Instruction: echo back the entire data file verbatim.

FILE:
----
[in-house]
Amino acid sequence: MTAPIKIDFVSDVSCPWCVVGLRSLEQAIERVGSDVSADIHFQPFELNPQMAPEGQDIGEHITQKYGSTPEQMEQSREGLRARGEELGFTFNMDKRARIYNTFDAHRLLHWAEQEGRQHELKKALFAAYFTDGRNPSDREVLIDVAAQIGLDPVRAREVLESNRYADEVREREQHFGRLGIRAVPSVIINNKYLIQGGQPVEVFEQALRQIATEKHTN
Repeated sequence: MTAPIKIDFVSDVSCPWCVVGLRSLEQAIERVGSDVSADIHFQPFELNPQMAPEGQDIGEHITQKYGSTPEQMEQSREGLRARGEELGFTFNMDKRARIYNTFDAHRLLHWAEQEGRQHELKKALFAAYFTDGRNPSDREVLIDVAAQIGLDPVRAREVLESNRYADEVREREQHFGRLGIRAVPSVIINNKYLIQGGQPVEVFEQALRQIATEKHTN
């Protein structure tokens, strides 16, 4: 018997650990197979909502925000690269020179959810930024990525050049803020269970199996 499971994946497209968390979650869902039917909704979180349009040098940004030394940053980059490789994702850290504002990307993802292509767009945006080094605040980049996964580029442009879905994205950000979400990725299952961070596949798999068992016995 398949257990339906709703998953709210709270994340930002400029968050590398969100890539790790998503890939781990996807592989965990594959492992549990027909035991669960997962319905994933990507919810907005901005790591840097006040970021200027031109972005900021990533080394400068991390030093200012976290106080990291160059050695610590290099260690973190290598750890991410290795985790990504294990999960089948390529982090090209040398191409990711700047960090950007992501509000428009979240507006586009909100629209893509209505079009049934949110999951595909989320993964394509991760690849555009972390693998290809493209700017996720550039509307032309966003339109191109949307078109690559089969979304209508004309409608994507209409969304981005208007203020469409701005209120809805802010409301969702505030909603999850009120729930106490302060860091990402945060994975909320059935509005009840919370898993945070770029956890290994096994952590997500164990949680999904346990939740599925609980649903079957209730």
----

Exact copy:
[in-house]
Amino acid sequence: MTAPIKIDFVSDVSCPWCVVGLRSLEQAIERVGSDVSADIHFQPFELNPQMAPEGQDIGEHITQKYGSTPEQMEQSREGLRARGEELGFTFNMDKRARIYNTFDAHRLLHWAEQEGRQHELKKALFAAYFTDGRNPSDREVLIDVAAQIGLDPVRAREVLESNRYADEVREREQHFGRLGIRAVPSVIINNKYLIQGGQPVEVFEQALRQIATEKHTN
Repeated sequence: MTAPIKIDFVSDVSCPWCVVGLRSLEQAIERVGSDVSADIHFQPFELNPQMAPEGQDIGEHITQKYGSTPEQMEQSREGLRARGEELGFTFNMDKRARIYNTFDAHRLLHWAEQEGRQHELKKALFAAYFTDGRNPSDREVLIDVAAQIGLDPVRAREVLESNRYADEVREREQHFGRLGIRAVPSVIINNKYLIQGGQPVEVFEQALRQIATEKHTN
């Protein structure tokens, strides 16, 4: 018997650990197979909502925000690269020179959810930024990525050049803020269970199996 499971994946497209968390979650869902039917909704979180349009040098940004030394940053980059490789994702850290504002990307993802292509767009945006080094605040980049996964580029442009879905994205950000979400990725299952961070596949798999068992016995 398949257990339906709703998953709210709270994340930002400029968050590398969100890539790790998503890939781990996807592989965990594959492992549990027909035991669960997962319905994933990507919810907005901005790591840097006040970021200027031109972005900021990533080394400068991390030093200012976290106080990291160059050695610590290099260690973190290598750890991410290795985790990504294990999960089948390529982090090209040398191409990711700047960090950007992501509000428009979240507006586009909100629209893509209505079009049934949110999951595909989320993964394509991760690849555009972390693998290809493209700017996720550039509307032309966003339109191109949307078109690559089969979304209508004309409608994507209409969304981005208007203020469409701005209120809805802010409301969702505030909603999850009120729930106490302060860091990402945060994975909320059935509005009840919370898993945070770029956890290994096994952590997500164990949680999904346990939740599925609980649903079957209730």